Nathan Tompkins

Nathan Tompkins
is a writer living just outside of Portland, Oregon.  His work has appeared in many publications including Wilderness House Literary Review, Hobo Camp Review, and Windfall:  A Journal of Poetry of Place.  His most recent chapbook Howl Drunkenly at the Moon (Alien Buddha Press) was published in 2018.

Trolling a Future Archaeologist

Someday, an alien archaeologist will
stumble on the bones of this world.
I hope they unearth the holy text
written on my pages and wonder
at the whiskey gods, the depression gods,
the anxiety gods, the gods of this fucked up species.

I want them to believe we worshipped
empty bottles and packed bongs,
that we sacrificed dildos on stuffed unicorns
the horn armoured in used condoms,
as we drank and smoked, danced around
the time stained equine altar.

I want them to think our tattoos are sacred badges
spread upon our divine living canvas,
the tramp stamp brand of the Anal Priests,
the barbed wires in a tribal dance on the arms
symbolise life’s shifting patterns
with the revolution around the sun,
the chicken scratches carved by wire dipped in ink
in penance and supplication to the lunar tides.

I want them to believe we dressed our pets
and prayed to their photographs like honoured saints.

Any of this would be preferable to the truth,
that Cassandra shouted down to us from the gates of Stockholm,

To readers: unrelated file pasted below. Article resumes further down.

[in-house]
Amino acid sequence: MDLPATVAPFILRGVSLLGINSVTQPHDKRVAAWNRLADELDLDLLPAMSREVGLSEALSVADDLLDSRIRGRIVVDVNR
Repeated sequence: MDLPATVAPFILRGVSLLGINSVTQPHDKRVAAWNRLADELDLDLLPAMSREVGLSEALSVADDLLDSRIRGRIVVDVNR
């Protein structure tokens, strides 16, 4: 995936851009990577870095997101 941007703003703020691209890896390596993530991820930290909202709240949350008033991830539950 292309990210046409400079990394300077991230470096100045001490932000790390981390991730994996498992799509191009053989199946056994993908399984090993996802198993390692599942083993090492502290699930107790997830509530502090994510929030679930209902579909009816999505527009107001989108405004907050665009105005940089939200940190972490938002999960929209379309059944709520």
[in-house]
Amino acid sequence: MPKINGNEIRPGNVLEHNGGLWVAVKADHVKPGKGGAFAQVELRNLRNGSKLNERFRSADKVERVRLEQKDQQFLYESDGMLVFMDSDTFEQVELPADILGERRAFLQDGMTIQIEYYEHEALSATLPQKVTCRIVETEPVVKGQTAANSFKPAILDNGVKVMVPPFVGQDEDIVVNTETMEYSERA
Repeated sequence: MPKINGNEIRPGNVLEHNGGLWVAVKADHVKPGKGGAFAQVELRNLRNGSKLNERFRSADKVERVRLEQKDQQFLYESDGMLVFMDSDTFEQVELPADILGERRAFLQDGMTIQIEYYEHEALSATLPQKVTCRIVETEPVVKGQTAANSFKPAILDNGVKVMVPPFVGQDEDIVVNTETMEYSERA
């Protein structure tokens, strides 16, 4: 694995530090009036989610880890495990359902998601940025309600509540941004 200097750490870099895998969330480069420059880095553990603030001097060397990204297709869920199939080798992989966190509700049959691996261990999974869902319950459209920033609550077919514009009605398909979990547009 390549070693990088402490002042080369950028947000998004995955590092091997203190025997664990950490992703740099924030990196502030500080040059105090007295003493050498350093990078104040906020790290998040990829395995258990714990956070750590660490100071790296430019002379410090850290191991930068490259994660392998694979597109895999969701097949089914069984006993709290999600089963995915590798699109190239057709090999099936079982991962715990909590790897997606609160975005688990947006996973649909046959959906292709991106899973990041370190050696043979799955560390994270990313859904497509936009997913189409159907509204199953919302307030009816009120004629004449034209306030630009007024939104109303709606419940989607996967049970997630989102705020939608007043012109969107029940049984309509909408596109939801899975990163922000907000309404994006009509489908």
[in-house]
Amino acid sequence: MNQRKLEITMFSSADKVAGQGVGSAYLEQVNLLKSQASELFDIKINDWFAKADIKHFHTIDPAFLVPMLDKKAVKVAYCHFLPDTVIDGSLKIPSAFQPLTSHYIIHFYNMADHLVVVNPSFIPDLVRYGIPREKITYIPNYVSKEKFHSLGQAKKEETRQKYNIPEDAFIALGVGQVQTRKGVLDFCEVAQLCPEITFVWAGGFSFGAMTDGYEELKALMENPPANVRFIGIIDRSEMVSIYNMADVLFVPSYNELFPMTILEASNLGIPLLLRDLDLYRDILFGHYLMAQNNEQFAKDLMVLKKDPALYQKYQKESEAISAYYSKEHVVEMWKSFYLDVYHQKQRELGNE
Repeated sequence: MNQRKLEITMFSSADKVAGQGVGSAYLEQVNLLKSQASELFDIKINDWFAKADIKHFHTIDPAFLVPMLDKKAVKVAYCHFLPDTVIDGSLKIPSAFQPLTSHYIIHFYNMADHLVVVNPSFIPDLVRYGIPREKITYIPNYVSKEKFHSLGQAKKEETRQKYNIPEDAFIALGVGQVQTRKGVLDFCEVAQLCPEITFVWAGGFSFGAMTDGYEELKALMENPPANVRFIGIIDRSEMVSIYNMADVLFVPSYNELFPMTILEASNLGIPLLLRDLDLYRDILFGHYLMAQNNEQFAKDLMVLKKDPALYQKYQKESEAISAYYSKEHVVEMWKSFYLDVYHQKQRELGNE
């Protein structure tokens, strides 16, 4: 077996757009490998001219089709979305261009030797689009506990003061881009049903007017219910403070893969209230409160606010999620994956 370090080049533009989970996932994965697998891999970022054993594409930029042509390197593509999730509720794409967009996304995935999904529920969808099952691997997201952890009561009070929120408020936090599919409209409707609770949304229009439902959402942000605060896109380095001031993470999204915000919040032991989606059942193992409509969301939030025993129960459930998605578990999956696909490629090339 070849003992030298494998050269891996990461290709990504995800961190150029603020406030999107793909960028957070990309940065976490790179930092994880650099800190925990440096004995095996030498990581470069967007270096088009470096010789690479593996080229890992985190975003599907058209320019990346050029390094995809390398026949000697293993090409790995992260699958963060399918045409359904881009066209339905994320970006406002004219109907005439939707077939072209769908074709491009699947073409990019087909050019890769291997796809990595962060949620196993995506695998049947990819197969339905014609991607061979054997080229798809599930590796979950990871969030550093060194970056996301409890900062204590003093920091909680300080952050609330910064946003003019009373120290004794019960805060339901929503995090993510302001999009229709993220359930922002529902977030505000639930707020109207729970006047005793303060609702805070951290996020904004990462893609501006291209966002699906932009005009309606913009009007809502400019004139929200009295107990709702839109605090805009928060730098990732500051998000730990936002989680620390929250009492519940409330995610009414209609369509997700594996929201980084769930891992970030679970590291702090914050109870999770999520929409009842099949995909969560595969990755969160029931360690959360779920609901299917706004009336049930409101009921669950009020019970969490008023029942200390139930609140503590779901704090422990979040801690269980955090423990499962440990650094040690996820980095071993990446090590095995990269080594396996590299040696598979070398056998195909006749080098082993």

“Beware of Businessmen Bearing Gifts”
and we pointed at her, laughed, taped her
with our smartphones, and yelled at her to jump.

Then, we watched Youtube videos of funny animals,
and lit a match as we set our home ablaze,
sat down on the floor, and took a fucking selfie.

Sonia Greenfield

Sonia Greenfield is the author of two full-length collections of poetry. Letdownreleased in March, was selected for the 2020 Marie Alexander Series and published by White Pine Press. Her collection, Boy With a Halo at the Farmer’s Marketwon the 2014 Codhill Poetry Prize and was published in 2015. Her chapbook, American Parablewon the 2017 Autumn House Press/Coal Hill Review chapbook prize. Her work has appeared in a variety of places, including in the 2018 and 2010 Best American PoetryAntioch Review, Bellevue Literary Review, Los Angeles Review, Massachusetts Review, and Willow Springs. She lives with her husband, son, and two rescue dogs in Minneapolis where she teaches at Normandale College and edits the Rise Up Review. More at soniagreenfield.com.

 

The Meteorologist Says Let’s Take a Look at the Radar


We talk of consolation as silver lining,

but what if the cloud isn’t a cloud at all?
What if it’s a swarm of ladybugs hanging over

San Diego, an enormous dinner party

headed to a feast for all saints? We always
try to spin it: human hurt into something

gilded. Do you believe it? Ask the aphids,

their soft bellies split by the sucking mouths
of our angels of mercy clustered above

and mistaken for a weather disturbance.

Still, it may be that darkness can bring us
something good: years later, stronger for what

we endured. Let’s cross-stitch it on pillows

until we believe it’s true. Let’s pour our coffee
into mugs emblazoned with words to live by,

then drink our bitterness down. Let’s admit,

though, that sometimes what darkens our path
is more complicated than cumulonimbi.

Sometimes it’s a chaos of beetles, the dry

clack of shell against shell, sky reddening
with the full frenzy of their mixed blessing.

 

Do You Guys Realize There’s a Planet in Our Solar System Entirely Inhabited by Robots?

                                                 —Sarafina Nance, Tweet on 11/30

 
They trundle about taking selfies against dusty backdrops, red
rising to brick or garnet, rose or scarlet. They run articulations